Once you select your bullet (weight, feeding or other considerations), make up a dummy round that has the bullet seated and crimped properly.  Set that bullet aside and label it.  That cartridge then becomes your guide for all subject installations or adjustments of that seating/crimp die.  I have 3 sets of 45 Colt dies, 1 set in my Dillon 550B with a carbide sizer, 1 set for my RCBS Jr single stage with regular sizer, and another set of carbide dies for an old Lyman press I used to carry to the range when I was developing loads.  (I like the ability to make very slight adjustments to get the most out of a range session.  Loading up 50 rounds with preset 5 grain increments or different powders every 5th round is the most productive way to determine the best load for your ultimate need.  But... that's just me.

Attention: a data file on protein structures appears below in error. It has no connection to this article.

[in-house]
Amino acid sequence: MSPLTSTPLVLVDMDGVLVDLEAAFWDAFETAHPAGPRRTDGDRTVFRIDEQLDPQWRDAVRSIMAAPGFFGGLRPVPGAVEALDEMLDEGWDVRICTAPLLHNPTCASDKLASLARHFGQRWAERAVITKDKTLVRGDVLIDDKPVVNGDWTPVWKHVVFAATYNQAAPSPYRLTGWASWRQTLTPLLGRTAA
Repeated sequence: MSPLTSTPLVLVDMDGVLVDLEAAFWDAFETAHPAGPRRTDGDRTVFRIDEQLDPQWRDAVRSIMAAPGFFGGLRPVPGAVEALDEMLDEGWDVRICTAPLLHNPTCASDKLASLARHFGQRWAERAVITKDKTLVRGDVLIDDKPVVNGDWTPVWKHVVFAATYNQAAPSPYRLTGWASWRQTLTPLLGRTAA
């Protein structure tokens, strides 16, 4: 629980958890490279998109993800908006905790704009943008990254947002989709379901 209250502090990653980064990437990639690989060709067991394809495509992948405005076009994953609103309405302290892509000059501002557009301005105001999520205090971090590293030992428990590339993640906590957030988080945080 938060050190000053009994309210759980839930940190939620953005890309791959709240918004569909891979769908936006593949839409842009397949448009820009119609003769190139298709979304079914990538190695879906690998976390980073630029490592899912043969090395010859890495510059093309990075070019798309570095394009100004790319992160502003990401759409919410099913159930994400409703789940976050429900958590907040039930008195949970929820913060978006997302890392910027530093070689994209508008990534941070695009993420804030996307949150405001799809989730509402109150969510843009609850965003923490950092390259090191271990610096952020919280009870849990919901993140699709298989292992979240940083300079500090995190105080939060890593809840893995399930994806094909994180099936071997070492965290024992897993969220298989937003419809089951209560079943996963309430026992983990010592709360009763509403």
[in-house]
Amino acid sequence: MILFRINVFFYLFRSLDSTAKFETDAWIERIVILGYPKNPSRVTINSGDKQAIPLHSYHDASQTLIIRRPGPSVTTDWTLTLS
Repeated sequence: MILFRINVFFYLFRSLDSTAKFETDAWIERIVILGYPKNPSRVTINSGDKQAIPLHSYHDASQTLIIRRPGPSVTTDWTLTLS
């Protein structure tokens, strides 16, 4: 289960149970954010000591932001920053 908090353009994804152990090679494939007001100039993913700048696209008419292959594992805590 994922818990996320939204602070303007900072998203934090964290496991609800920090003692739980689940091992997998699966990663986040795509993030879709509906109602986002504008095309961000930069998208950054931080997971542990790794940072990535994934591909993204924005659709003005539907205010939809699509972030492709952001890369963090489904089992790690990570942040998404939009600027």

Next powders, don't get stuck on a particular brand or specific powder.  I've used somewhere near 20 or 25 different powders in my 45Colts over the years... Some cans are still nearly full... I'll find a use for 'em sooner or later, while others get bought in 8 or 5 lb jugs.  For the rifles I like faster burnin' powders... these expand the case quickly, before the gases can escape and flow back between the case and chamber.  In BP, I prefer loading with 3F over 2F for just this reason... have used 4F on occasion... but for all around cartridge loading, GOEX's "Cartridge" was just about perfect.  Too bad they've discontinued it.  When speaking smokeless powders, take a look at the Powder Burn Rate chart on ReloadBench.com for a idea on where various powders sit on the scale of fastest to slowest.  The slowest powder I've used in the 45 Colt is 5744, with Bullseye being the fastest.  Another factor is how clean buring the powder is.  One of the cleanest I've found is PB (IMR).  I've used it extensively in the 38Spl, just not the 45 Colt.  I also don't know where it falls in that burn chart.  Although I'm pretty sure it's on the faster side of 700X... don't quote me on that.